Mike Quackenbush recently joined Spencer Love of the Conversations With Love podcast. Quackenbush is currently celebrating his 25th year in professional wrestling.
Below are some highlights sent to Fightful
On his 25th Anniversary Tour:
“There’s so much in professional wrestling which is insincere – wildly insincere. People imagine that they can – and you do, to an extent - you have the freedom to invent any wild persona for yourself. A lot of times wrestlers, especially nascent performers, will choose characters that embody traits or characteristics that they themselves do not have. That way, they get to play a character that’s really not like them, and that can be fun! It’s like putting a Halloween costume on for a bit and being like ‘tonight, I’m going to be Batman. Tonight, I get to be Optimus Prime.’ I understand that. I understand the allure of that escapism.
The problem with that is all performers, myself included, will go through a phase where it’s almost more fun to be the persona and not take it off and return to being a real person. There is something that lacks consequence about that, it lacks a certain maturity, and it lacks a certain grounding in reality. I think we can all think (of) especially pro wrestlers from the ‘80s that began to live their character in day-to-day life; they started to lose their touch with reality. All of this kind of contributes – as well as of course the advent of social media and the way in which we communicate online – this overwhelming insincerity.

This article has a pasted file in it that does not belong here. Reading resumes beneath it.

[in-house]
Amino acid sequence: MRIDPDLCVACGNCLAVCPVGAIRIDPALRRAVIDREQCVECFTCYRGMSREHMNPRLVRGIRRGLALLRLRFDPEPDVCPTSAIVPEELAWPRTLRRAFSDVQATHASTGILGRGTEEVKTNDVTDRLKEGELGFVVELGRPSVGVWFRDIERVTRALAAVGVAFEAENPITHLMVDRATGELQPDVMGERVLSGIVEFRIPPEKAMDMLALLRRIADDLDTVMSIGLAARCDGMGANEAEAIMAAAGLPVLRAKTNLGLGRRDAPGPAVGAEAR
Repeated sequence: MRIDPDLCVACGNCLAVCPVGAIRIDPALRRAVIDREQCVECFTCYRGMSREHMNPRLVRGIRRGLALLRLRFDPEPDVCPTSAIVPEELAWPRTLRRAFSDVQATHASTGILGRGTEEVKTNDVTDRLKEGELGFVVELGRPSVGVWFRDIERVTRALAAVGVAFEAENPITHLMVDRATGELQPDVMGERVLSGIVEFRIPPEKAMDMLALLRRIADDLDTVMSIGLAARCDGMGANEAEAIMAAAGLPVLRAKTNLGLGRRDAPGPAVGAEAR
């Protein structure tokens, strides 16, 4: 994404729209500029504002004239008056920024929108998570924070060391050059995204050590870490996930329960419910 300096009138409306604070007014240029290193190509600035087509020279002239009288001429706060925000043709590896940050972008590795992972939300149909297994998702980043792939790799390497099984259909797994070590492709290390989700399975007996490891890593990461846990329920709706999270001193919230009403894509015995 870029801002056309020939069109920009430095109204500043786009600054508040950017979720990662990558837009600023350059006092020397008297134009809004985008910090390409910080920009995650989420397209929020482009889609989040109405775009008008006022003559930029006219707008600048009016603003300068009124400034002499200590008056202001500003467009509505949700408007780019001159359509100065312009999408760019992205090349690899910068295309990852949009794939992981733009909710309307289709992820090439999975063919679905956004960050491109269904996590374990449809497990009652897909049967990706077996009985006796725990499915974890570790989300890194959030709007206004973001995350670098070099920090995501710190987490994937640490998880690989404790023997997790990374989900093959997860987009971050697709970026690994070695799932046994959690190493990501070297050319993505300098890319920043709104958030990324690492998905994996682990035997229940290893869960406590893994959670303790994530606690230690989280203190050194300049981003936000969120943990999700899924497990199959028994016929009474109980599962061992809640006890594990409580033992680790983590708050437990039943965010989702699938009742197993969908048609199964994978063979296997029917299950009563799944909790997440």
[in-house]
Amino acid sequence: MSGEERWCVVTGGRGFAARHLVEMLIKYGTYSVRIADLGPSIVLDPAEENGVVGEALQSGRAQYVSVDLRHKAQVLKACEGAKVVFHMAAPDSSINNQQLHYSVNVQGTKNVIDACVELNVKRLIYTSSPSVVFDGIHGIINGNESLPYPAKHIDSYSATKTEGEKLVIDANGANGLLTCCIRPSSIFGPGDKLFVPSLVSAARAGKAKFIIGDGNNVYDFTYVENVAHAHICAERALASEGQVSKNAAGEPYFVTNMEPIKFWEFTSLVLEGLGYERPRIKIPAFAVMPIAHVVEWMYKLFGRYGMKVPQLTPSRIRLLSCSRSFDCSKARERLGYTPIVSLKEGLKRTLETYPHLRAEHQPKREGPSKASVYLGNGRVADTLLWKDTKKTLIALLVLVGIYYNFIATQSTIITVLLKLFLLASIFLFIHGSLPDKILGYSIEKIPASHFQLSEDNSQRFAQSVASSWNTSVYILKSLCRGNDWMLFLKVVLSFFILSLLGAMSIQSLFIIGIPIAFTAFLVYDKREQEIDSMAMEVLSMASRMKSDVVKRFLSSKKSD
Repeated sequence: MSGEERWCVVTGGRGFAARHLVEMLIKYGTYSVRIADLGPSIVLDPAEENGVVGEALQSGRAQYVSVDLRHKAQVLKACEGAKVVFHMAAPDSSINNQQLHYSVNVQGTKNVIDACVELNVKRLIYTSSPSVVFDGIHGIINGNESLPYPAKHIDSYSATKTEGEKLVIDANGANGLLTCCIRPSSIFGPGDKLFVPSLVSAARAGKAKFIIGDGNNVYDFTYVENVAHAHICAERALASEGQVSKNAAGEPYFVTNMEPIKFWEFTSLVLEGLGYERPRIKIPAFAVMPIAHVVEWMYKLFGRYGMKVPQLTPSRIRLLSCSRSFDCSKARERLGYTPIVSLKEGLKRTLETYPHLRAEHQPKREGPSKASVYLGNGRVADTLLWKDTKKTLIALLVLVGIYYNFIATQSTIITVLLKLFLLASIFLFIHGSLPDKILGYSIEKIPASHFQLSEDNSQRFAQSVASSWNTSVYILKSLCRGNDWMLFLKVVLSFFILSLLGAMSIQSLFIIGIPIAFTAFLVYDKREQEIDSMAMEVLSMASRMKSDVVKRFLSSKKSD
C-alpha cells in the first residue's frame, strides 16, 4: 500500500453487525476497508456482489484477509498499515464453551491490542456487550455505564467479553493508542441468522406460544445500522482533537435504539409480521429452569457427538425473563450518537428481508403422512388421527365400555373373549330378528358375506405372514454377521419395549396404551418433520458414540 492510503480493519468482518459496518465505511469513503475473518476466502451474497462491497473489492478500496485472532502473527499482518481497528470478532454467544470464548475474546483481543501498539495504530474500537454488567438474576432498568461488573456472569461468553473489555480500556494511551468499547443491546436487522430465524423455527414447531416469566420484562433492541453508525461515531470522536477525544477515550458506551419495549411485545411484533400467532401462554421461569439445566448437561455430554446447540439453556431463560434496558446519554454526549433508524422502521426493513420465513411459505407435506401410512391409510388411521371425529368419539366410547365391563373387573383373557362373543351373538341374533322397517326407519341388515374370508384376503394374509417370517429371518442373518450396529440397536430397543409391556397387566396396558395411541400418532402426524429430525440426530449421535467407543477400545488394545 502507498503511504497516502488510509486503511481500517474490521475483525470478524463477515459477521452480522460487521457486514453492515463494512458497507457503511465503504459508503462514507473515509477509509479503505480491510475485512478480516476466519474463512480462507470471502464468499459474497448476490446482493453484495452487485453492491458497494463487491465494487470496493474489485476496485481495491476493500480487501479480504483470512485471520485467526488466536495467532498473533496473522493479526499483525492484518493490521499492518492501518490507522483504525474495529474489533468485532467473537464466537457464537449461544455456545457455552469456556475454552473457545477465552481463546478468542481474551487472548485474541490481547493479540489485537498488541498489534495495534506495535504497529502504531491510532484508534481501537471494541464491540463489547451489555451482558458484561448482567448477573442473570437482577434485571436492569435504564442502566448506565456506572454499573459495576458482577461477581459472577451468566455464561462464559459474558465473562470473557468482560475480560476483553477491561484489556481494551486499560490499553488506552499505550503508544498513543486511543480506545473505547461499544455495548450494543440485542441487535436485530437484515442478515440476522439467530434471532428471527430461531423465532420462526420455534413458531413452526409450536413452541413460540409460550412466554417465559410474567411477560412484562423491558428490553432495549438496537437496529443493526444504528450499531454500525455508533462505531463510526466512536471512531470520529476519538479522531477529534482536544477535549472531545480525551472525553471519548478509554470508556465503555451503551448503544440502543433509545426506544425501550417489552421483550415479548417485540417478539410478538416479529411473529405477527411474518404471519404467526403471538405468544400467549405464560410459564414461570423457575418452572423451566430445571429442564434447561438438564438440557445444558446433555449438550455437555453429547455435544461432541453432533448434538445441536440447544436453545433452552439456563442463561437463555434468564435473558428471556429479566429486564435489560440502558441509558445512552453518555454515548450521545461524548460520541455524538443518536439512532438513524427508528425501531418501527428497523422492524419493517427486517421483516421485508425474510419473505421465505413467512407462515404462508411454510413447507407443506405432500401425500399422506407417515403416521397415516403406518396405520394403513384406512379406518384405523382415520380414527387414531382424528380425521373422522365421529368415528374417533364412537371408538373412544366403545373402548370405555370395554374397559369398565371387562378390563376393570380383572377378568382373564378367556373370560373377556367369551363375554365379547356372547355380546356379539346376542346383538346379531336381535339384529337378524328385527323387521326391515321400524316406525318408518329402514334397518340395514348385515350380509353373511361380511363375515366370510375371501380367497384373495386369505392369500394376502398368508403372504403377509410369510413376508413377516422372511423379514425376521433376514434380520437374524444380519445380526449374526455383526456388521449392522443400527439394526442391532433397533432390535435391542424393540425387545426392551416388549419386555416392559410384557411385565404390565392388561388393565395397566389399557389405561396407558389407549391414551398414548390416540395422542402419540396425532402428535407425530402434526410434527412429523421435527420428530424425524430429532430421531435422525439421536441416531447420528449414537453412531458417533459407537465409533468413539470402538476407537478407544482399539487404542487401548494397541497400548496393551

“Where I’m at now – and I hate this term, but I feel like it’s kind of the one that fits me now – as like an elder statesman of independent wrestling, the thing I am pushing back against is that insincerity. If there isn’t something sincere at the root of this, if it doesn’t mean something to me to perform with this person, or it doesn’t mean something to them to share the ring with me, then I don’t care. Maybe that seems corny, or cheesy, or outdated or needlessly sentimental, but I will not put on the sparkly pants, work up a sweat, and risk another injury given the cavalcade of injuries I’ve had over 25+ years, unless doing it really and truly means something.”